Councillors urged executives to be better than their predecessors at virtual AMS Council on Wednesday, June 24.
The docket included an updated presentation on the AMS budget, as well as executive goals and a presentation on sustainability priorities. But councillors were frustrated with the lack of accountability measures in executive goal presentations and the lack of executive ambition in sustainability priorities.
Conversation over the budget dominated Council with VP Finance Lucia Liang running through three finalized versions of what the AMS budget may look like for the upcoming year.
Assumption one projects enrolment of 52,250 students, all proposed projects included, a business contribution of $264,072 and investment income of $500,000. Assumption two plans for a decreased enrolment of 48,400 students, a 10–15 per cent expense reduction and a $20,000 decrease in business contributions and a stable investment income. The final version assumes a decreased enrollment of 44,000 students, a 15–20 per cent expense reduction, a business contribution of $213,898 and a stable investment income.
Liang noted that expense reductions would not be coming out of student services. “We understand the value of student services during the pandemic,” she said.
Only the first version leaves the AMS with a surplus — versions two and three leave the AMS in a $269,250 and a $606,082 deficit, respectively.
Liang projected that the final budget will likely fall somewhere between versions one and two, with finalized numbers to come in August.
Board of Governors representative Max Holmes asked why there has been no salary increase for the services team. Former AMS President and Senate representative Chris Hakim agreed with Holmes and called the services staff “our essential workers.” He also made a case for implementing hazard pay for all front-of-house staff.
“Students need the food bank, but they don’t need a Blue Chip cookie during a pandemic. But nevertheless, we still decided to operate our business outlets during a pandemic where our staff are essentially forced to work under a risk of catching a deadly virus.”
Liang said they have had conversations about this and said she plans to look into it in more detail at the committee level.
An item initially planned as a consent agenda item, Hakim pulled sustainability priorities out for further discussion.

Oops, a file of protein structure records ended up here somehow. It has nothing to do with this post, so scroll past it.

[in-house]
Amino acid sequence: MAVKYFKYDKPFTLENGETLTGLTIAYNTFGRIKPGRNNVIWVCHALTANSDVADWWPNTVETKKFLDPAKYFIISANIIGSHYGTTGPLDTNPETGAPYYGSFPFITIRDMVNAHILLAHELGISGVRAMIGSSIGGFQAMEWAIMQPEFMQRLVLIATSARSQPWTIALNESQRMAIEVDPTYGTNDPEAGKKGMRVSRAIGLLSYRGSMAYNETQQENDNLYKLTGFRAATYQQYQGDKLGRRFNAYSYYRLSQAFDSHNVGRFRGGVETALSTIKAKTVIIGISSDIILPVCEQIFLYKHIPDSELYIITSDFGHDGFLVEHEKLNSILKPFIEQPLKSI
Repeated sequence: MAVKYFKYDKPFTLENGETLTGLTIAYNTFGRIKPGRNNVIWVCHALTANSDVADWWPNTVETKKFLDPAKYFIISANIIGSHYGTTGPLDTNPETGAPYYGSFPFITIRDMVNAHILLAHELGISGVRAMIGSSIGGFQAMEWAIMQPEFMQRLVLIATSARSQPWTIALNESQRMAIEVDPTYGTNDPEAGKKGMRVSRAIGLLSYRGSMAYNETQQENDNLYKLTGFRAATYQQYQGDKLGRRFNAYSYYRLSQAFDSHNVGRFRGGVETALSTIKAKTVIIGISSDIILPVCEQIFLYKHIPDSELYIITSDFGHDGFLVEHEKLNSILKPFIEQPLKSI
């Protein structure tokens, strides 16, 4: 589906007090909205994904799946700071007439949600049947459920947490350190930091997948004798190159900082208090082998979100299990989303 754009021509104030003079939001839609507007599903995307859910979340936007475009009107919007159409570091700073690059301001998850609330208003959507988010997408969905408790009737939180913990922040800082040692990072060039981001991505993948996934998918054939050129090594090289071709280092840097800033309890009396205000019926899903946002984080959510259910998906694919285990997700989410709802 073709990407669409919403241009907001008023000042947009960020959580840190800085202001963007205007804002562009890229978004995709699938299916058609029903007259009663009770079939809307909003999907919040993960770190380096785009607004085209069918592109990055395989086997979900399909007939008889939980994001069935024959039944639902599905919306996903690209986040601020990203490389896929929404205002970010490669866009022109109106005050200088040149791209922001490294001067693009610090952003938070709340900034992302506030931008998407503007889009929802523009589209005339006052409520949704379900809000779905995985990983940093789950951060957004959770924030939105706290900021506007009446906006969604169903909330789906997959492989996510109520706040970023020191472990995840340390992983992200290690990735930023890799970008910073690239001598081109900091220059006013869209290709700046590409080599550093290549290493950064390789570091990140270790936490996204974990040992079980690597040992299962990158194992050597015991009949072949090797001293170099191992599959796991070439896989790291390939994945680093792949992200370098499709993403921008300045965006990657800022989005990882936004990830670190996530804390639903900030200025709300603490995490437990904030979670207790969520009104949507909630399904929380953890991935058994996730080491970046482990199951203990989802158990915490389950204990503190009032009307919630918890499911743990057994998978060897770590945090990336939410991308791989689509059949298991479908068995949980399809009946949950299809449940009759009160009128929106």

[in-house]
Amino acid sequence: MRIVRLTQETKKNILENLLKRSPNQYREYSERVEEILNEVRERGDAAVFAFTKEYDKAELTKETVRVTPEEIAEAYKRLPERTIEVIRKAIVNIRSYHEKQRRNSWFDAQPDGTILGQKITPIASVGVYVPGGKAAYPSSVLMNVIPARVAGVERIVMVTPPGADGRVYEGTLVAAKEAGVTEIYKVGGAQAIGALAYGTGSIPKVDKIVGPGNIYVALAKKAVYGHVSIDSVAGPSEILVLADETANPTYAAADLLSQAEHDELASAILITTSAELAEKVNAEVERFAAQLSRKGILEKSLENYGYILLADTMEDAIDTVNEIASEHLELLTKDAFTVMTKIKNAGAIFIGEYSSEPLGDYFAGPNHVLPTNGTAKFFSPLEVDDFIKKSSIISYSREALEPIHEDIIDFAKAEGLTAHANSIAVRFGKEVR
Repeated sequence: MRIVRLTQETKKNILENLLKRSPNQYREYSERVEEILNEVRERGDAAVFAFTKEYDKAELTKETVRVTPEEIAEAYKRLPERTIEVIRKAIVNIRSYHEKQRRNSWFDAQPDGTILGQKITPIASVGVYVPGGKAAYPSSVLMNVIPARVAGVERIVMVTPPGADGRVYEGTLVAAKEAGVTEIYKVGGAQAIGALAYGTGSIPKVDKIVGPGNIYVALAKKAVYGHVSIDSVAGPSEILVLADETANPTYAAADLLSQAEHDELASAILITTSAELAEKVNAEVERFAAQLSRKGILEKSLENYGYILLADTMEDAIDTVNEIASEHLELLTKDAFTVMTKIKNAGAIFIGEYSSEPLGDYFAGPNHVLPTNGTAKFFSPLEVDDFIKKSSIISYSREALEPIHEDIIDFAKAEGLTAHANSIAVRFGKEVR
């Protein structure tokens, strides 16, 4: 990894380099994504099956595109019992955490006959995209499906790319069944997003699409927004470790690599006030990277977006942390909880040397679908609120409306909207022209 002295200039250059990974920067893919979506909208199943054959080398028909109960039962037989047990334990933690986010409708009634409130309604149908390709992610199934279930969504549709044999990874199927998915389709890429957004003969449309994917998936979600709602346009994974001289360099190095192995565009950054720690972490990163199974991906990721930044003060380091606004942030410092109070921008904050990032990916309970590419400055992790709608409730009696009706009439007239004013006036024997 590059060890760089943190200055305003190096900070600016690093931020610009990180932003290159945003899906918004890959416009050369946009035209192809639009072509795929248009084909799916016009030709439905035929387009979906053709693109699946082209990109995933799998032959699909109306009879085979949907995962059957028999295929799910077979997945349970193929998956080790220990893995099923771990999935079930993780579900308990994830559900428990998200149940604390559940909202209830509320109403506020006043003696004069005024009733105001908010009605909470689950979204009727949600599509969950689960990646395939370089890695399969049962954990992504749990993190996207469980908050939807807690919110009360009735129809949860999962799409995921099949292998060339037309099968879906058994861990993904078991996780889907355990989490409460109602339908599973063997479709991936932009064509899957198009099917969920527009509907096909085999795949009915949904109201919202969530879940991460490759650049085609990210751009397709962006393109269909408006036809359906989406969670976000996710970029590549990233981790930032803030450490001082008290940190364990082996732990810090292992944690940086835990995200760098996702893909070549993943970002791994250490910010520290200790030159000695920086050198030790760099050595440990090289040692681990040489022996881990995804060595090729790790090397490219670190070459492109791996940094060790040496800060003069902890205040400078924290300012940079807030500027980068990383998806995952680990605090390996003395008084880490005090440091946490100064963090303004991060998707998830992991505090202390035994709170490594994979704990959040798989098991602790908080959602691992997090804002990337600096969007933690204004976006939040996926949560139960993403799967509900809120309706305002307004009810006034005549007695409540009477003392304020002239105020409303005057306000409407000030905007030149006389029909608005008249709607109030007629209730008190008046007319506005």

Although he commended VP Admin Sylvester Mensah Jr for pulling the document together so quickly, Hakim said the goals weren’t “ambitious” enough.
The report identifies six target areas: facilities operations, business operations, advocacy & leadership, student services, campus coordination and Indigenous coordination. Under these target areas are plans for a zero-waste beverage refill station and to get the Nest to net-zero carbon emissions by 2030.
“The sustainability priorities are a bit lacklustre and they look very status quo. And I say this because I want to challenge us to be more ambitious in our environmental action because we need to be a leader in this field,” Hakim said.
Mensah Jr responded that he did think the goals were ambitious. President Cole Evans also noted that this presentation was based on precedent set by Hakim and Evans himself.
“A lot of our conversations today have been very critical of things that have been released by the executive, but that have followed along precedent from executives past,” Evans said.
Hakim agreed that past executive actions have also been “lacklustre.”
“The AMS has not done the best on taking large action on climate issues … we have been following precedent because that’s what feels comfortable. But unfortunately we are in a climate crisis … we can change what we do and the approaches we take to be ambitious.”
The motion was tabled, with the executive committee to return with more ambitious goals by the next Council meeting.